The burden of cardiovascular disease could be significantly reduced through programs targeted to men and promoting low-risk lifestyle choices. Even in those who take medication, an additional reduction in risk for chronic heart disease has been observed in those with a healthy lifestyle.

From John M., a cardiac electrophysiologist, who expressed his frustration with unnecessary heart disease, and commented on this study on drjohnm.org:

Let’s stop the unnecessary treatment of heart disease

There are many reasons doctors suffer from burnout and compassion fatigue. One of the least-mentioned of these reasons is that much of what we do is so damn unnecessary. In the US, the land of excess everything, caregivers, especially cardiologists, spend most of our time treating human beings that didn’t need to have disease.

Let’s be clear and honest: Lifestyle-related disease is largely unnecessary.

These days, there is so much unnecessary disease that caregivers, especially cardiologists, rarely see it. We look past the obesity right to the cholesterol number and ECG. And then we pull out the prescription pad for the guideline-directed pills. Just typing that causes me angst.

More research on the benefits of exercise. From Medical Xpress:

An hour of moderate exercise a day may decrease heart failure risk

In a new study reported in the American Heart Association journal Circulation: Heart Failure, researchers say more than an hour of moderate or half an hour of vigorous exercise per day may lower your risk of heart failure by 46 percent. Heart failure is a common, disabling disease that accounts for about 2 percent of total healthcare costs in industrialized countries. Risk of death within five years of diagnosis is 30 percent to 50 percent, researchers said.

Swedish researchers studied 39,805 people 20-90 years old who didn't have heart failure when the study began in 1997. Researchers assessed their total- and leisure time activity at the beginning of the study and followed them to see how this was related to their subsequent risk of developing heart failure. They found that the more active a person, the lower their risk for heart failure. 

From Medical Xpress:

Workers who exercise lower health risks, cost less

Get moving: just 20 minutes of exercise a day dramatically lowers the risk of diabetes and heart disease, even for employees with a high risk of developing those conditions.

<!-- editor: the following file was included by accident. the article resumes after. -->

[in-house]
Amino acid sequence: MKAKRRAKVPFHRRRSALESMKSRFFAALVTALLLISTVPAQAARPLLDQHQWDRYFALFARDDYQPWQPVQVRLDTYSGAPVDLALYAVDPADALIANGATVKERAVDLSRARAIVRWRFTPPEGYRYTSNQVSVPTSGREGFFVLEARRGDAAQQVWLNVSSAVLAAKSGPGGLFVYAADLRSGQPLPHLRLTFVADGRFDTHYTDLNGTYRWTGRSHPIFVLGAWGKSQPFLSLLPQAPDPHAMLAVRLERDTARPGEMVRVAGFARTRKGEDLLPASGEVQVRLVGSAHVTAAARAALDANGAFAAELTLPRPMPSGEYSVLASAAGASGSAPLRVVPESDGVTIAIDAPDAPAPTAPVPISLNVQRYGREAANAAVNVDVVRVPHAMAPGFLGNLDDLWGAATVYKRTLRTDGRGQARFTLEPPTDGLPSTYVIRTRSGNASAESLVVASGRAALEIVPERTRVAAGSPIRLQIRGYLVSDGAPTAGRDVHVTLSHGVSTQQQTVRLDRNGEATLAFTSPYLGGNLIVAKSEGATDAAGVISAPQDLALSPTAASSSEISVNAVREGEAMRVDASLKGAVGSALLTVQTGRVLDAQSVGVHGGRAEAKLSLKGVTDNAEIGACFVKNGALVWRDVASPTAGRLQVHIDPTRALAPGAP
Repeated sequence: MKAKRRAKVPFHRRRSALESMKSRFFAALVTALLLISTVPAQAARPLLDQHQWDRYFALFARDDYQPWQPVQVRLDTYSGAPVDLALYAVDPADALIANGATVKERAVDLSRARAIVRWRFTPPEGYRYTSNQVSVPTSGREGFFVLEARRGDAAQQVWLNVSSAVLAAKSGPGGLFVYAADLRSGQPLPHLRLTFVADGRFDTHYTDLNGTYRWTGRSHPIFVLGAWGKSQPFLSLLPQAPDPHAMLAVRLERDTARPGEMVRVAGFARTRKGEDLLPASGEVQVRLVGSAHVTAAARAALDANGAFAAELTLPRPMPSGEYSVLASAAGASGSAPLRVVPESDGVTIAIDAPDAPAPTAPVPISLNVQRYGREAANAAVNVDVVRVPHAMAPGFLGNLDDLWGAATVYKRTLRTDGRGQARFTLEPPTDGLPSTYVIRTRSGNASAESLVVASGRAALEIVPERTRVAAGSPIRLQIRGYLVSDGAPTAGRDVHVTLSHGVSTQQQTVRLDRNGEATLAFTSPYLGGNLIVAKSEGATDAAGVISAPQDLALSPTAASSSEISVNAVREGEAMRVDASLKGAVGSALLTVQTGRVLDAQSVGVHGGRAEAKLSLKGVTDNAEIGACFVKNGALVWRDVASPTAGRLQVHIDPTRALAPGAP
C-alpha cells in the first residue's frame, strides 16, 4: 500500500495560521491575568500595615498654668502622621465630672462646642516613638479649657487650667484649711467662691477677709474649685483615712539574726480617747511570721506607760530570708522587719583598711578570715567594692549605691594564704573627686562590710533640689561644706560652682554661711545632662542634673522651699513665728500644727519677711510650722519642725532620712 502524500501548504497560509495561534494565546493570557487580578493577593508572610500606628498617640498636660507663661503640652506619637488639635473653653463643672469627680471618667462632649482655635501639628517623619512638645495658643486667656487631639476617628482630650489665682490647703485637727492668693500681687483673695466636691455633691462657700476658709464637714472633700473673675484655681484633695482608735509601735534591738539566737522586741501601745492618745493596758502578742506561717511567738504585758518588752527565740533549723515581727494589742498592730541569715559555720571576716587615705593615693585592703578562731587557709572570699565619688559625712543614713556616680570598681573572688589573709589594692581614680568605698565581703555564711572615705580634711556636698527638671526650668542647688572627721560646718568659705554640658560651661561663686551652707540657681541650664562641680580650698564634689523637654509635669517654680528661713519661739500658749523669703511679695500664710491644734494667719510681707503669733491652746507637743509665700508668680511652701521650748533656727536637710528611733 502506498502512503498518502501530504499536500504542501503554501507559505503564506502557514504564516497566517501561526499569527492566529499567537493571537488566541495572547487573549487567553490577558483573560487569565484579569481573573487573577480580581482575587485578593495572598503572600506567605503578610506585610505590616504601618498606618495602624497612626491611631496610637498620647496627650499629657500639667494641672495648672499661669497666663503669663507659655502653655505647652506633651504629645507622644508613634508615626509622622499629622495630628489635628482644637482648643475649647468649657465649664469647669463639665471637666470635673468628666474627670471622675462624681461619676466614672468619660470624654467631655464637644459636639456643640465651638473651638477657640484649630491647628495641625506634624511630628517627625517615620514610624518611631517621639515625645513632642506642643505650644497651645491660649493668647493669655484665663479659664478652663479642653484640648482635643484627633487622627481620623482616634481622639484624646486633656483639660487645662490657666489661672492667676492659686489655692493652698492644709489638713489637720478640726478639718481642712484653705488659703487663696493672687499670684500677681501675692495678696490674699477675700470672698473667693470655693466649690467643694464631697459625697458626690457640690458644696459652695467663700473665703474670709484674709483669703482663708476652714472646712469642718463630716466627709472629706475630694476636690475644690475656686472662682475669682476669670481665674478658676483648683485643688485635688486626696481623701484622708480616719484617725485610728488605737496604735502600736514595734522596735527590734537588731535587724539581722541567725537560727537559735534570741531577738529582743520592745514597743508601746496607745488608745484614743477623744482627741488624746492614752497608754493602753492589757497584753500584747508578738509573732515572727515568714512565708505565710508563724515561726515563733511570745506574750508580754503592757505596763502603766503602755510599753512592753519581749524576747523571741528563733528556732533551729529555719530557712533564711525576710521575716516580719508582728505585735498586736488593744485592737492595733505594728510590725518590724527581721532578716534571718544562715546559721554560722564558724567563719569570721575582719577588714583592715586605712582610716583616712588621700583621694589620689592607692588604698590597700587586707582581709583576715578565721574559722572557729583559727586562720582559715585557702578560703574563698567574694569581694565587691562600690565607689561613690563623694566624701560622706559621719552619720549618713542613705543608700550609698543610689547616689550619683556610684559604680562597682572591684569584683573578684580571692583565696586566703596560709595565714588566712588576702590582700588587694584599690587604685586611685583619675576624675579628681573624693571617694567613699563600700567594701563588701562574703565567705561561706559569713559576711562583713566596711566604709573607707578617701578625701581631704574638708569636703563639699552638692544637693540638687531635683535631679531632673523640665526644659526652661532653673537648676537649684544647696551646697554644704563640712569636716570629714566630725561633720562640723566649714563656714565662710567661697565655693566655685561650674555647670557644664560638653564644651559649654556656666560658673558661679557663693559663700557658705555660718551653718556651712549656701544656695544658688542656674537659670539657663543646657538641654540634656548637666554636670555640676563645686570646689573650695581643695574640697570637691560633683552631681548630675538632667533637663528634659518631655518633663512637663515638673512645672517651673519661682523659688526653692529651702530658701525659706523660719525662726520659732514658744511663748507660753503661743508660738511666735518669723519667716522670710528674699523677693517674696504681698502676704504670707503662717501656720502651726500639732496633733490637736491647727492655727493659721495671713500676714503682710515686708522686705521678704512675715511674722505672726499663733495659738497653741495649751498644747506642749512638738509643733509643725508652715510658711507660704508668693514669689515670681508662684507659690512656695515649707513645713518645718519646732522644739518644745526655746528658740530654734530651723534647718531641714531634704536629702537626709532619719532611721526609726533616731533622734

A University of Michigan study looked at the impact of exercise on 4,345 employees in a financial services company that had just started a workplace wellness program. Roughly 30 percent of employees were high risk and suffering from metabolic syndrome, a dangerous cluster of risk factors associated with diabetes and heart disease. Overall, about 34 percent of U.S. adults have metabolic syndrome.

The study found that when the high-risk employees accumulated the government-recommended 150 minutes of moderate-intensity exercise a week, their health care costs and productivity equaled that of healthy employees who didn't exercise enough, said Alyssa Schultz, a researcher at the Health Management Research Center in the U-M School of Kinesiology.

"It was a real surprise, the level of protection physical activity gave to people with metabolic syndrome," Schultz said. 

Research done in mice, but may apply to humans. From Science Daily:

How physical exercise protects the brain from stress-induced depression

Physical exercise has many beneficial effects on human health, including the protection from stress-induced depression. However, until now the mechanisms that mediate this protective effect have been unknown. In a new study in mice, researchers show that exercise training induces changes in skeletal muscle that can purge the blood of a substance that accumulates during stress, and is harmful to the brain.

"In neurobiological terms, we actually still don't know what depression is. Our study represents another piece in the puzzle, since we provide an explanation for the protective biochemical changes induced by physical exercise that prevent the brain from being damaged during stress," says Mia Lindskog, researcher at the Department of Neuroscience at Karolinska Institutet.